“They (Mexican doctors) told me I had food poisoning, but I didn’t have any of the symptoms,” said Dalesandro, who lost about 11 pounds in the ordeal. “You know when you have food poisoning. I guess I got a virus from the water or something. I wanted to play through it, but my life was more important.”
He went home to Chicago as soon as he could, recovered, and has been living with his parents since. He said he is doing fine financially, mainly because he planned ahead and saved most of his money from last season.
“If I get a job, it will be more so because of boredom,” he said. “I’m used to being on my own. I was in college for four years and in the minors for four years after that, so I think I could kind of be getting on everybody’s nerves around here.”
He is supplied with baseball equipment from endorsements, although only time will tell if it will be useful. In Chicago, where he lives close to downtown, a few endorsement deals are in the works, although most are contingent on there being a baseball season.
” . . . I haven’t had a job in a long time--the last eight or nine years have been devoted to baseball,” said Dalesandro, whose marriage plans for October are still on schedule. “Every off-season in baseball, I have played in winter ball or the instructional league and used the time to stay in shape and work out. My off-season hasn’t changed this year.”
A winter ball salary can be enticing for a young player. Dodger pitcher Ismael Valdes, who was sent down to triple-A Albuquerque shortly before the strike, was under pressure to play in his native Mexico but turned down the opportunity. Instead, he took the advice of Dodger Executive Vice President Fred Claire and returned home to his parent’s farm in Victoria, Mexico, to rest his arm.
Mondesi, who is playing for a local team near his home in San Cristobal, is paid $8,000 a month. He also will receive a bonus in the $10,000 range because his team made the playoffs.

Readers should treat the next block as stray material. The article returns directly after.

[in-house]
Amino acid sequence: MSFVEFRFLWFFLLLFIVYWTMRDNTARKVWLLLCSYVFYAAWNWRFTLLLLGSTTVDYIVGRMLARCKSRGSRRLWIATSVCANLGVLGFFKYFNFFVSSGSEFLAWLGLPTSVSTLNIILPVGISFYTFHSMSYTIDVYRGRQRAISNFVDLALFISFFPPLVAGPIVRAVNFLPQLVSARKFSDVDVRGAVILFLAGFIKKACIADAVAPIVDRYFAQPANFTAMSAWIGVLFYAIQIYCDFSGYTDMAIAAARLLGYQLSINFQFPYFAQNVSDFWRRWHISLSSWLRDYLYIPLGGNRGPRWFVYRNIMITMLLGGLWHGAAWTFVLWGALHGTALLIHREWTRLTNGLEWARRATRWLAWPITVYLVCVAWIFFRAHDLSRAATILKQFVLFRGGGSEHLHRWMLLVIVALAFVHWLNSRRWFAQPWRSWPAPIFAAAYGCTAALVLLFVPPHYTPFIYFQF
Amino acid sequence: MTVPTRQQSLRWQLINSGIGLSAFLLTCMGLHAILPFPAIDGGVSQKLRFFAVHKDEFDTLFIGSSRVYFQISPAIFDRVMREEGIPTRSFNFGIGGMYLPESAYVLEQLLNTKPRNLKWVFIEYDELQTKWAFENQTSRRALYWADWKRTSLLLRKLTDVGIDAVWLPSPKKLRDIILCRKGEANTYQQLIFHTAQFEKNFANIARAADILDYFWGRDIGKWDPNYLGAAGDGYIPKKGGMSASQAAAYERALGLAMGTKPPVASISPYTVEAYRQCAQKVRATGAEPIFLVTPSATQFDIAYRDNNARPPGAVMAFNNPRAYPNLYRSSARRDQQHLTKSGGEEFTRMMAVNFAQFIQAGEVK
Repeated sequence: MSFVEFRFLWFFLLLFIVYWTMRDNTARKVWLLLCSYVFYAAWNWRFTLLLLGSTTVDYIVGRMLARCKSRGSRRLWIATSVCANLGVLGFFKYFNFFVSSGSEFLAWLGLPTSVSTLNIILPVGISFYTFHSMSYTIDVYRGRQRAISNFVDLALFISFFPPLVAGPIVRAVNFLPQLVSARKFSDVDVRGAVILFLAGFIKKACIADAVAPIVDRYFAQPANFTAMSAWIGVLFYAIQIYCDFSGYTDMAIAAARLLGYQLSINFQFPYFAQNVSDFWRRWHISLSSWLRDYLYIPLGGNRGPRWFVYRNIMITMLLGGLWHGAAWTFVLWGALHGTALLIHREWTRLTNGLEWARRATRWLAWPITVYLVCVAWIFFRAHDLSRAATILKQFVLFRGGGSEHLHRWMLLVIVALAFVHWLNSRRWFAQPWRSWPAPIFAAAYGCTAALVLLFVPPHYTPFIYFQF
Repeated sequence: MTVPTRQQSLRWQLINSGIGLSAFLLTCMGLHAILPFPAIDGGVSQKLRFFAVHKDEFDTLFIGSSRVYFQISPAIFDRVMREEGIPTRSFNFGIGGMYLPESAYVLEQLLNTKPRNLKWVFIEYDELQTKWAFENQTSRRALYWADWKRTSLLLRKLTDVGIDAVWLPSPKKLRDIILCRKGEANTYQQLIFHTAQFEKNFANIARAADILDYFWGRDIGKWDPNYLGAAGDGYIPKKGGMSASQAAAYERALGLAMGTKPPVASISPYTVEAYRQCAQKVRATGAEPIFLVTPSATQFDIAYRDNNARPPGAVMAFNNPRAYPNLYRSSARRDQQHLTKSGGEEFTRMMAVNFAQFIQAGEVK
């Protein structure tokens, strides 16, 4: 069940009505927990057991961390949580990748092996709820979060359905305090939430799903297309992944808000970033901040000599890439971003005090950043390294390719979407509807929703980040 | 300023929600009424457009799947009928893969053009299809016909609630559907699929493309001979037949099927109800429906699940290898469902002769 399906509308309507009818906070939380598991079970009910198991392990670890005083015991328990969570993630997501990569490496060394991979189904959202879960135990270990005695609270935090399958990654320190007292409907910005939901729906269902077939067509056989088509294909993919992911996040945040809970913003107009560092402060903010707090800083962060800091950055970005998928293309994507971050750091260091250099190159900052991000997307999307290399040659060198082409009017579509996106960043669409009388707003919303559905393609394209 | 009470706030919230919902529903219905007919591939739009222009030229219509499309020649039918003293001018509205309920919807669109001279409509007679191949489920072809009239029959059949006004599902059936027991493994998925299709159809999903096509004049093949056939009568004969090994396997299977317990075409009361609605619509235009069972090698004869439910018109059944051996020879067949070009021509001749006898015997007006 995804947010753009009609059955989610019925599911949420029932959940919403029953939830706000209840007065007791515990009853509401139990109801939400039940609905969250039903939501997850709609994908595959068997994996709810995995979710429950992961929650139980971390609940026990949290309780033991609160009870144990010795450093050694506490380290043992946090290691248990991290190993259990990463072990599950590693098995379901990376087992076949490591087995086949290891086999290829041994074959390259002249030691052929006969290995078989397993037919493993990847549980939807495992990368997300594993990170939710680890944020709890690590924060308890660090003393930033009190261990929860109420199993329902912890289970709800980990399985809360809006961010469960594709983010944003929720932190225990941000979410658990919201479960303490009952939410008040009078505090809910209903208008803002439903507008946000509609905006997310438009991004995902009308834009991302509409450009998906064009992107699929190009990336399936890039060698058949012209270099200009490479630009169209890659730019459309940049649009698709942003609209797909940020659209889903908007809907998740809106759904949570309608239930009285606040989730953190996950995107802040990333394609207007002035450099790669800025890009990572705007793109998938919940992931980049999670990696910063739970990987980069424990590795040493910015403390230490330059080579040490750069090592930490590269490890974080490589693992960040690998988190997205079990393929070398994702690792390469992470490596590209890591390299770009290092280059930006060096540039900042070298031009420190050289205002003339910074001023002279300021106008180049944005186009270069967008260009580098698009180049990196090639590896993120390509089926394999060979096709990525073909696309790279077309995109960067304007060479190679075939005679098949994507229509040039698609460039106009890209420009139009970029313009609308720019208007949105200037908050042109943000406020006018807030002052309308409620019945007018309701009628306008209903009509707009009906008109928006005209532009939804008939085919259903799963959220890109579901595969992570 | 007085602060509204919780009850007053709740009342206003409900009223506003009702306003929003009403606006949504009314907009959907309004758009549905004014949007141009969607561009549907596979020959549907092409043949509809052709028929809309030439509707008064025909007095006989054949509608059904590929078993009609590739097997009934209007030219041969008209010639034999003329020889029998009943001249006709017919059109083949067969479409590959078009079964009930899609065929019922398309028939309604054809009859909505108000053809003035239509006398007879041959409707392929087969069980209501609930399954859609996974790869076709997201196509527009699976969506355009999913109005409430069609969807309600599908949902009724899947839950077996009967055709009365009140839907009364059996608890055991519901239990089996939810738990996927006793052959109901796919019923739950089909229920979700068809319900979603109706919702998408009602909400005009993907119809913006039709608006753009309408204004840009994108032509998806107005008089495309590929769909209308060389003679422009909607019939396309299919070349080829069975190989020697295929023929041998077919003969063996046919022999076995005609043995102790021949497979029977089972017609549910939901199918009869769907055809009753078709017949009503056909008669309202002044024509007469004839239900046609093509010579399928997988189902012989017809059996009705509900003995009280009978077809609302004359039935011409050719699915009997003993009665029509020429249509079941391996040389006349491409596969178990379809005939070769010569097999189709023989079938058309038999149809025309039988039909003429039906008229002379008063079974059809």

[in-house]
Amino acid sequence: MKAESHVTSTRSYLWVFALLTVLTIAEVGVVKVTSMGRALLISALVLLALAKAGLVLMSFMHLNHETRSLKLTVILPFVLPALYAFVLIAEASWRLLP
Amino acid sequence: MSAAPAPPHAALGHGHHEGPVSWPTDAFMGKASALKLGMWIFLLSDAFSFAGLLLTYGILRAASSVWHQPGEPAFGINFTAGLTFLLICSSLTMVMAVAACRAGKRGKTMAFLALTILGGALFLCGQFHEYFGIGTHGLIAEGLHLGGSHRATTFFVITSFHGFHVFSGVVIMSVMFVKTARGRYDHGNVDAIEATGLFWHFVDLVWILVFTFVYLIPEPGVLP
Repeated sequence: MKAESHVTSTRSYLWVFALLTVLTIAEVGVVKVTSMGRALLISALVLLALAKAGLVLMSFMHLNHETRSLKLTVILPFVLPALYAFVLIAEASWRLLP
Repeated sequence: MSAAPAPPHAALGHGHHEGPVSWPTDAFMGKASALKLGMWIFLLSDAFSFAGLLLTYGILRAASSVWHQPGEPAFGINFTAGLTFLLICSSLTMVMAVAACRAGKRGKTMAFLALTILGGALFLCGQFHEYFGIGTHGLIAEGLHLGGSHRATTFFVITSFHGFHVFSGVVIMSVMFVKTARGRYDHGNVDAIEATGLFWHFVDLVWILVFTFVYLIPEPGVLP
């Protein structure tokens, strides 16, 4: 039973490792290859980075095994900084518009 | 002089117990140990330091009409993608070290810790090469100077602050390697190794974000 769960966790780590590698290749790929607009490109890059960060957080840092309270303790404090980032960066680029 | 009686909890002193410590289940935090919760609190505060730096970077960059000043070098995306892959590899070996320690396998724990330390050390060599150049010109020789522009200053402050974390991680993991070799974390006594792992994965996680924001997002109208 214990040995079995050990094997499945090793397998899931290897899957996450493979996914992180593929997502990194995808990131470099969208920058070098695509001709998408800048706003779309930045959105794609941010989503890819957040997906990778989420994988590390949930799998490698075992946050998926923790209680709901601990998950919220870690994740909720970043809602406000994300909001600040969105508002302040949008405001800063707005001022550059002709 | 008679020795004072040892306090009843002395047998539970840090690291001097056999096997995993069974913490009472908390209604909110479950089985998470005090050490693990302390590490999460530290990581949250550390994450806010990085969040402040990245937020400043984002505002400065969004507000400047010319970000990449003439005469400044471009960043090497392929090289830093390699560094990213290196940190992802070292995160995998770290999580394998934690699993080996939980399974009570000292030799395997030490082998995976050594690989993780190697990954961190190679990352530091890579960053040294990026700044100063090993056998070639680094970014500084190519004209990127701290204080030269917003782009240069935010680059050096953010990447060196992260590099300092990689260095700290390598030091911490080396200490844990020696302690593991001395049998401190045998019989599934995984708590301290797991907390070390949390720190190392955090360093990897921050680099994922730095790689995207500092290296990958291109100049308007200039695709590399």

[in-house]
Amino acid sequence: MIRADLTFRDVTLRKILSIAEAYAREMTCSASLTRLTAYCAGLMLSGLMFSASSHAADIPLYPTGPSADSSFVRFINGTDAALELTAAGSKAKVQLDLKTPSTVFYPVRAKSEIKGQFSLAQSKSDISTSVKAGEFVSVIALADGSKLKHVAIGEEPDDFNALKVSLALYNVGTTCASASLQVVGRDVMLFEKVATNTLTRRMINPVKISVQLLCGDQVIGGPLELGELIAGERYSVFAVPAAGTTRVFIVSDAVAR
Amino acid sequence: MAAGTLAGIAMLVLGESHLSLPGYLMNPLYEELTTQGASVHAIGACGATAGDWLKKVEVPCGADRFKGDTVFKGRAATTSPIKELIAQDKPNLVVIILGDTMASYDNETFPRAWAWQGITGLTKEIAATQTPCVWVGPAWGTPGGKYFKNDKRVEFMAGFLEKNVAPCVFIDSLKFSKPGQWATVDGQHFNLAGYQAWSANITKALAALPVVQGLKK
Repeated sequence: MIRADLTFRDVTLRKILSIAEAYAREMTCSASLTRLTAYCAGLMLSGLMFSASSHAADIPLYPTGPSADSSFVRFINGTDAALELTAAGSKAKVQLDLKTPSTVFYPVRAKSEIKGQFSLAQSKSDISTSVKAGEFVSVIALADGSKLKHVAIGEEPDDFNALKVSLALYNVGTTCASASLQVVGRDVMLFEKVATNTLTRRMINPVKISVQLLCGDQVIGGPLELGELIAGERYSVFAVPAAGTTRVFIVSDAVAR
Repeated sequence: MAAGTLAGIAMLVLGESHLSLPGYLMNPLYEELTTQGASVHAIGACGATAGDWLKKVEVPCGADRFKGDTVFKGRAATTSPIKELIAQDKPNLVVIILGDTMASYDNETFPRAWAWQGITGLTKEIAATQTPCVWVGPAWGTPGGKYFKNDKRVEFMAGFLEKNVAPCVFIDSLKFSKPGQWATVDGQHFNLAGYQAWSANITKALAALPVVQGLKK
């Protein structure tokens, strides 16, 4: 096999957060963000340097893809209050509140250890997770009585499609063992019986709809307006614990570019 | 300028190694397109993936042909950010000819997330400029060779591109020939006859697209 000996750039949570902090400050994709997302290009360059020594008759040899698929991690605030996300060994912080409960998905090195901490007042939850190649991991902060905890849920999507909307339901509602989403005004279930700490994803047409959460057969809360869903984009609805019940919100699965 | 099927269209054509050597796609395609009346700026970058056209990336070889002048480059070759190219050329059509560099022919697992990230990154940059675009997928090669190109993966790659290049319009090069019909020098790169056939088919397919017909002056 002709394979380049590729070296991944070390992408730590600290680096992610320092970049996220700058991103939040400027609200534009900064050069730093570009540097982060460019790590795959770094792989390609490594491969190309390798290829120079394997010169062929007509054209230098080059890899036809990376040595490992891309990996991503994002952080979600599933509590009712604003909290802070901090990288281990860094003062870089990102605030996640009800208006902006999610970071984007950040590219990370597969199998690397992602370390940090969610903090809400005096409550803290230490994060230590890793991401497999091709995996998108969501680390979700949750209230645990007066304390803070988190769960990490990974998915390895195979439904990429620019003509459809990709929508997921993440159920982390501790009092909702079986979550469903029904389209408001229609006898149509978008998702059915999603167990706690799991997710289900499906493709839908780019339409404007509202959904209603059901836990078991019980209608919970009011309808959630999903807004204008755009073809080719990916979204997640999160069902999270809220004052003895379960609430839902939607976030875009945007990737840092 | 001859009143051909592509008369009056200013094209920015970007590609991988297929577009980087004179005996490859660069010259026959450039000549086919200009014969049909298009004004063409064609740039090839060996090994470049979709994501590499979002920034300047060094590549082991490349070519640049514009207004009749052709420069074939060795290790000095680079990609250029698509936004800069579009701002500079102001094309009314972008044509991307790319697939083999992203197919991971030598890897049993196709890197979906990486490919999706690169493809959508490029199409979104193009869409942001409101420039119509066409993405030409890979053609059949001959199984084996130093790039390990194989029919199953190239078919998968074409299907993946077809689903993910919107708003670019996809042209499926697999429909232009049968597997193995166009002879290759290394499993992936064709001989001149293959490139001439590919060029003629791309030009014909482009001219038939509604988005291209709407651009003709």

But that is only part of the windfall Mondesi has collected after his spectacular rookie season. In three separate deals, he made $110,000 by autographing 15,000 bats and cards. That’s more than $730 a signature, more than the $688 he lost each day of the strike.
With the help of his attorney, Jeff Moorad, Mondesi also signed some more--on endorsement contracts. Moorad’s agreements provide for Mondesi to not only receive equipment and merchandise but get paid for using it. Mondesi’s charity little league in the Dominican Republic will also get bats and balls.
There is one area, though, in which Mondesi has been affected by the strike. He had mentioned plans of buying his mother a big new house in the Dominican this winter, but he said he has put that on hold. With baseball’s uncertainty, most players said they have cut back on spending.
Angel Jim Edmonds, whose salary of $117,500 last season was the second-lowest on the club, received a check Thursday from the players union’s strike fund, which should not be discounted in keeping young players unified. Players with four years of service will receive about $175,000 from the fund. Edmonds, whose share is prorated, said he will get about $40,000 this winter from the union.
“If I hadn’t played a full year, it would be different,” he said. “But just by being up all year, I’ll have a share from the licensing fees that amounts to what some people make in a year.”
Or what Mondesi makes by signing bats.